Most people, when faced with choosing a care home, will be venturing into unknown territory.

However, we know that the decision about which care home to move to can be made all the more difficult as people frequently lack the information about what to look for. This is a considerable problem for a sector which is viewed negatively by the public, often because of a perceived risk of abuse and neglect.

It is the responsibility of care home providers and public bodies to improve the information they provide to older people and their families. We want to see a common approach to measuring quality in care homes that works in the interests of providers and the public too.

Older people and their families take the decision to move into a care home very seriously. It is time that we all supported them to make the best decision they can.

As part of this research project we have developed 10 care home quality indicators to provide everyone looking for information on care homes with the help they need to make more confident choices about where to live.


  • The quality of care in residential care is persistently variable – 2 in 5 (41%) of nursing homes are rated ‘inadequate’ or ‘require improvement’, and a quarter (26%) of care homes are similarly below standard by the care regulator the Care Quality Commission (CQC).
  • There are gaps in what the residential care sector knows about quality and how it communicates what it knows. The National Audit Office said it believes the CQC doesn’t have access to routine information on adult social care good enough to trigger inspections.
  • Public perceptions of care homes can be very negative, driven in part by concerns about the risk of abuse. Just over half (52%) of British adults believe that abuse and neglect in care homes is common.
  • The care homes sector – unlike the NHS – doesn’t even have a sector-wide staff survey, meaning it misses opportunities to ask staff whether they would recommend the place they work as a place for relatives to receive care or whether they have witness abuse or neglect.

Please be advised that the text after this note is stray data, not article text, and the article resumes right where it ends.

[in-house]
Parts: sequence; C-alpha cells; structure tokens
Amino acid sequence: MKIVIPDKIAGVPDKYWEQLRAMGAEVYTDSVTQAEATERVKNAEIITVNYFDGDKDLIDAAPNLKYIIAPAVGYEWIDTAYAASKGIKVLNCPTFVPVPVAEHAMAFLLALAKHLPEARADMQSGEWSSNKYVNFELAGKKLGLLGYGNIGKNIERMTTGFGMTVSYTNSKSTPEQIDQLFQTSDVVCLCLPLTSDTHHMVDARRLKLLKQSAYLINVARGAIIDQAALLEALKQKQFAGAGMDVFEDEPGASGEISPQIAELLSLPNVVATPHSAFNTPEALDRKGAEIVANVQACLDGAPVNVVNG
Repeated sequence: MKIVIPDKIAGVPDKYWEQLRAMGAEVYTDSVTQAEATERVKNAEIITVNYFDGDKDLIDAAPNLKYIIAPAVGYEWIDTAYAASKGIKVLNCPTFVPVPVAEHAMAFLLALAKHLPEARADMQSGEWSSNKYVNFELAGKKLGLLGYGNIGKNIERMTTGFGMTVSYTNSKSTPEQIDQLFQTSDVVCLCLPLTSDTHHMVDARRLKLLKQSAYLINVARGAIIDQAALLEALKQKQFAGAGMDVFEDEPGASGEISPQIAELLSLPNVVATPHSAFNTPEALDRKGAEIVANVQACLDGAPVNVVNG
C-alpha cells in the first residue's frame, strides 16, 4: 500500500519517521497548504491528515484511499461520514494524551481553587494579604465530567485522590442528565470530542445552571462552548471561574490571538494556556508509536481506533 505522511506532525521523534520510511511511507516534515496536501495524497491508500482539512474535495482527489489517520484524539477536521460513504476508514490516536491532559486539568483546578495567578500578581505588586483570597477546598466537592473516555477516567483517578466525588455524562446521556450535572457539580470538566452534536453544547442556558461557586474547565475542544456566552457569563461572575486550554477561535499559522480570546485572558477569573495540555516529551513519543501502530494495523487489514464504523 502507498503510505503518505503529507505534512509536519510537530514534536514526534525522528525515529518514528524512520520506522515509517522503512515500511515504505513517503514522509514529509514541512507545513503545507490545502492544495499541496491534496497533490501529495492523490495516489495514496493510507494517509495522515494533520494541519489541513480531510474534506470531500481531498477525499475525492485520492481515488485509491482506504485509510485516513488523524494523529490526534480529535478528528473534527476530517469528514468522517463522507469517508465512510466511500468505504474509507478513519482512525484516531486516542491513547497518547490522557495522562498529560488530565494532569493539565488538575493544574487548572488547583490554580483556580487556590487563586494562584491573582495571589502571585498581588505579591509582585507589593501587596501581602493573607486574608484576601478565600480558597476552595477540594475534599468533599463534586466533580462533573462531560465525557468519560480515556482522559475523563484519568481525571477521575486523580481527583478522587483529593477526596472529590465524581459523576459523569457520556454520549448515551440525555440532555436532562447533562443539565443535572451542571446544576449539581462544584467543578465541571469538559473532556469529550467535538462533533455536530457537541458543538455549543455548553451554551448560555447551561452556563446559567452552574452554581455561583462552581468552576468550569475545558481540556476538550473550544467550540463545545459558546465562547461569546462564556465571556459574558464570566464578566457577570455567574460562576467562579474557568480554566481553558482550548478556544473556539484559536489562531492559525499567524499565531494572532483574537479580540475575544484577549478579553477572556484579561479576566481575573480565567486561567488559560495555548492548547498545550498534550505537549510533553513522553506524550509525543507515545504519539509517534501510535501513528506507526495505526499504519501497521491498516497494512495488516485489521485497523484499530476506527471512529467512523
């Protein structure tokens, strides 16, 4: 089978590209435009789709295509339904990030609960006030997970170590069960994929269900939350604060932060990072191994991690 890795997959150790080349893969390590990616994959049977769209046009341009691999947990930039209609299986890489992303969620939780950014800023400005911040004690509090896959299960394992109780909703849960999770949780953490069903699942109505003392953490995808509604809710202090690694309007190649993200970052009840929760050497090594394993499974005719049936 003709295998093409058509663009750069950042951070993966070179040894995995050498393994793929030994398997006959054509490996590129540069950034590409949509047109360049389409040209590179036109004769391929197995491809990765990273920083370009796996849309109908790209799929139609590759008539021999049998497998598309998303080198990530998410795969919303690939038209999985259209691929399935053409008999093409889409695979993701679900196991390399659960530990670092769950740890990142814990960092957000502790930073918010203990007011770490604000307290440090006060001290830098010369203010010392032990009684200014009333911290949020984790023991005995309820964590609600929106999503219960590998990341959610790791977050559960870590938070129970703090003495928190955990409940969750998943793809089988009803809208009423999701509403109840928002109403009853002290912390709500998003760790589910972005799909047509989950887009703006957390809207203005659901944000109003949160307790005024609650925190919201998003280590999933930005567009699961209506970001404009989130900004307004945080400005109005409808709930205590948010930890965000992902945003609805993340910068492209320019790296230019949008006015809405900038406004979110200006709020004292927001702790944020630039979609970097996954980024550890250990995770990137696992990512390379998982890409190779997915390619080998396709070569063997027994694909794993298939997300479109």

• Focus groups we ran highlight how people have low awareness of existing sources of information on care homes – and when information is available, they often struggle to trust it.
  • There are significant gaps in the information care homes provide directly about their own services, according to our mystery shopping exercise. From a sample of 100, 2 in 5 care homes were unable to provide ‘good’ or ‘satisfactory’ answers to all of our six basic questions.


  • The Department of Health should demonstrate the same level of policy leadership on the issue of transparency and reporting performance in social care as it does for the NHS.
  • The CQC should work with the Department of Health and others to agree a single, shared view of safety and quality in care homes and an agreed set of core indicators (a minimum data set) to be collected by all care homes.
  • The Competition and Markets Authority should conduct a full market review of the care home sector. (The CMA announced their review in December 2016)
  • The Department of Health should commission a Social Care Staff survey similar to the NHS Staff Survey to establish if staff would recommend the provider they work for to a family member or friend and establish the extent of neglect and abuse in care homes.
  • The government needs to respond to the recent challenge set by the CQC and avoid adult social care reaching a ‘tipping point;’ where quality, funding and capacity continue to deteriorate.